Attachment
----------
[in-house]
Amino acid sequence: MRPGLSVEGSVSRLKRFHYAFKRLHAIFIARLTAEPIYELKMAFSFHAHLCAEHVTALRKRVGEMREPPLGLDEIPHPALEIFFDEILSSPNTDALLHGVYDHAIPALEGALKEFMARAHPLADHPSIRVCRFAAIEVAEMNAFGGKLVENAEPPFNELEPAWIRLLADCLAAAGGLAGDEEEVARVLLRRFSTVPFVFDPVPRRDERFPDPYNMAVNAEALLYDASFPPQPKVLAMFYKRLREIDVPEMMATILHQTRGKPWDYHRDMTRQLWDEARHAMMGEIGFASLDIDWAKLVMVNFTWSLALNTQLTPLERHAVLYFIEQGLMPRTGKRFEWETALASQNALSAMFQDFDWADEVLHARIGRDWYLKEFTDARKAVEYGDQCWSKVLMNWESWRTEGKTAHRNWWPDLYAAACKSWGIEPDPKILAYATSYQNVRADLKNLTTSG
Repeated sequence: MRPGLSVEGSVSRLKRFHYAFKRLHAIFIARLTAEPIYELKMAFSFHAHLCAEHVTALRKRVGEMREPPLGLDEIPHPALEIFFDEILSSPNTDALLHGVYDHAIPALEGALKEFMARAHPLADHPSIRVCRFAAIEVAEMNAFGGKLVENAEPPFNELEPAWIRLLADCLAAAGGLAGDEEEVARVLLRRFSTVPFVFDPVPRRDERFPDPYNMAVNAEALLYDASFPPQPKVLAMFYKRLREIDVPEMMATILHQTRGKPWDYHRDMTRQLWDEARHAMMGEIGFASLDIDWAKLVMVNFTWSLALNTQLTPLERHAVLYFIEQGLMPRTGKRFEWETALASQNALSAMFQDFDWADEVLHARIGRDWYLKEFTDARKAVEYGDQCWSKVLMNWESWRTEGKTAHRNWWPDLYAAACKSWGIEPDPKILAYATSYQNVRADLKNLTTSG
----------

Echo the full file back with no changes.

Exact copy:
[in-house]
Amino acid sequence: MRPGLSVEGSVSRLKRFHYAFKRLHAIFIARLTAEPIYELKMAFSFHAHLCAEHVTALRKRVGEMREPPLGLDEIPHPALEIFFDEILSSPNTDALLHGVYDHAIPALEGALKEFMARAHPLADHPSIRVCRFAAIEVAEMNAFGGKLVENAEPPFNELEPAWIRLLADCLAAAGGLAGDEEEVARVLLRRFSTVPFVFDPVPRRDERFPDPYNMAVNAEALLYDASFPPQPKVLAMFYKRLREIDVPEMMATILHQTRGKPWDYHRDMTRQLWDEARHAMMGEIGFASLDIDWAKLVMVNFTWSLALNTQLTPLERHAVLYFIEQGLMPRTGKRFEWETALASQNALSAMFQDFDWADEVLHARIGRDWYLKEFTDARKAVEYGDQCWSKVLMNWESWRTEGKTAHRNWWPDLYAAACKSWGIEPDPKILAYATSYQNVRADLKNLTTSG
Repeated sequence: MRPGLSVEGSVSRLKRFHYAFKRLHAIFIARLTAEPIYELKMAFSFHAHLCAEHVTALRKRVGEMREPPLGLDEIPHPALEIFFDEILSSPNTDALLHGVYDHAIPALEGALKEFMARAHPLADHPSIRVCRFAAIEVAEMNAFGGKLVENAEPPFNELEPAWIRLLADCLAAAGGLAGDEEEVARVLLRRFSTVPFVFDPVPRRDERFPDPYNMAVNAEALLYDASFPPQPKVLAMFYKRLREIDVPEMMATILHQTRGKPWDYHRDMTRQLWDEARHAMMGEIGFASLDIDWAKLVMVNFTWSLALNTQLTPLERHAVLYFIEQGLMPRTGKRFEWETALASQNALSAMFQDFDWADEVLHARIGRDWYLKEFTDARKAVEYGDQCWSKVLMNWESWRTEGKTAHRNWWPDLYAAACKSWGIEPDPKILAYATSYQNVRADLKNLTTSG